Does Congress act the way it does because its members are stupid, venal, or selfish?
As I see it, the problem is more institutional than individual. First, the manner in which we select and elect politicians in this country scares off many people (arguably most to nearly all) that we would most benefit from having as representatives. People who are drawn to political campaigning on a national scale - people who like the constant media attention and celebrity treatment, the parties and glad-handing, the power - are much more likely to be self-important, even narcissistic. Matt Bai writes,
Unlike our parents, who may have worked at the same firm or factory for 30 years, most of us these days fully expect to cycle through a succession of jobs during our professional lives. But a lot of lawmakers still cling to their seats at any cost to conscience or to constituency, as if it were the only job they could ever see themselves holding — even though, once they leave Congress, they can expect to field more offers and make more money than the average voter will see in a lifetime. It’s this outmoded sense of entitlement that lobbyists skillfully exploit.I don't believe it's that most Members of Congress can't see themselves in other jobs. If they want another job they'll resign. I believe it's that they can't bear the thought of the rejection?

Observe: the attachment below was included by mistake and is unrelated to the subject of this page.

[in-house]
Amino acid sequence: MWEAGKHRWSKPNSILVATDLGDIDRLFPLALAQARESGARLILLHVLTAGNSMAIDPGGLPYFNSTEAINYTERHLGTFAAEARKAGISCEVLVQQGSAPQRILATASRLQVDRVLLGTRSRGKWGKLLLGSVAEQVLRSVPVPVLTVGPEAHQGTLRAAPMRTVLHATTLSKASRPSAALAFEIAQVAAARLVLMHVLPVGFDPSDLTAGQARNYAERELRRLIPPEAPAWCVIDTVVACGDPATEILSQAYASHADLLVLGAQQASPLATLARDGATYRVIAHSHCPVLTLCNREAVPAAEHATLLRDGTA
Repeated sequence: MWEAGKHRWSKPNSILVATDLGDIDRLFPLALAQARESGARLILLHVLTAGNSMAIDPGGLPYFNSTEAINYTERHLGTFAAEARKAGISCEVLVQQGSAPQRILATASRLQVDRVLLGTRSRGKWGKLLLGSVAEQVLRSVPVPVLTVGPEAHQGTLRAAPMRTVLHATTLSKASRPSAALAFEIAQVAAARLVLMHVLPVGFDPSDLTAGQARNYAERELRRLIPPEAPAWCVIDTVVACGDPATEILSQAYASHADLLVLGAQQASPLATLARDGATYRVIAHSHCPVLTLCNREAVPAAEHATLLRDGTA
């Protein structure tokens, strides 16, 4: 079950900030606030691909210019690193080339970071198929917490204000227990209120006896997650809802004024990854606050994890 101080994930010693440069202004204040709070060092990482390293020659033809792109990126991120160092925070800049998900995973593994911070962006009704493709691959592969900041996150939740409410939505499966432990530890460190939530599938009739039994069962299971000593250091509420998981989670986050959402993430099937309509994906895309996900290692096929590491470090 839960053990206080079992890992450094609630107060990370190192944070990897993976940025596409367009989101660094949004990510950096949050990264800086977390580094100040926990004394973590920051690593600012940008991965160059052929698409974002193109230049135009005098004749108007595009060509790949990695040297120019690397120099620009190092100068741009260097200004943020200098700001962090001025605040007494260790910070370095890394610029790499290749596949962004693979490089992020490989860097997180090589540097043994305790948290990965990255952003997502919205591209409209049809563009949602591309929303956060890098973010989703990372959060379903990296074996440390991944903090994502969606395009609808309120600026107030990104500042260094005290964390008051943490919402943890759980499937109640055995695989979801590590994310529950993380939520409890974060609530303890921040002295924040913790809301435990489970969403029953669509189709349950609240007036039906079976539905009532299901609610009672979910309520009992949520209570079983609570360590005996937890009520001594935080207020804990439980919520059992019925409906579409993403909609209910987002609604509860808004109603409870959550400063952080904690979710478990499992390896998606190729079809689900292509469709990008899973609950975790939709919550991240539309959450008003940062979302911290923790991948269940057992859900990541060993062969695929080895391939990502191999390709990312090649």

Consider the behavior of Joe Lieberman - who kept his job - or more topically, Eric Massa. Lashing out and snarling at the world over their psychic injuries, eager to inflict harm on anybody they perceive as having caused harm to them. Blind to the fact that responsibility for the harm they suffered lies with themselves, their own choices and their own actions.
Lobbyists not only offer resources that can help with reelection. They help politicians feel important - "Look at all these special interests who want to talk to me, who want my vote" - and as Nancy Scola observed, as part of their relationship, lobbyists can help a politician appear considerably smarter than he actually is. That doesn't mean that most politicians are stupid; in Congress, most have above average intelligence and some are way above average. But institutionally, being smarter than the next guy isn't much of a benefit. Trying to change the institution from inside? As the holder one vote? That's a recipe for frustration - and to ultimately being labeled as "ineffective". If you can rationalize accepting the status quo, perhaps even convincing yourself that it's for "the greater good", you'll likely be a lot happier and "more successful" as a member of either the House or Senate.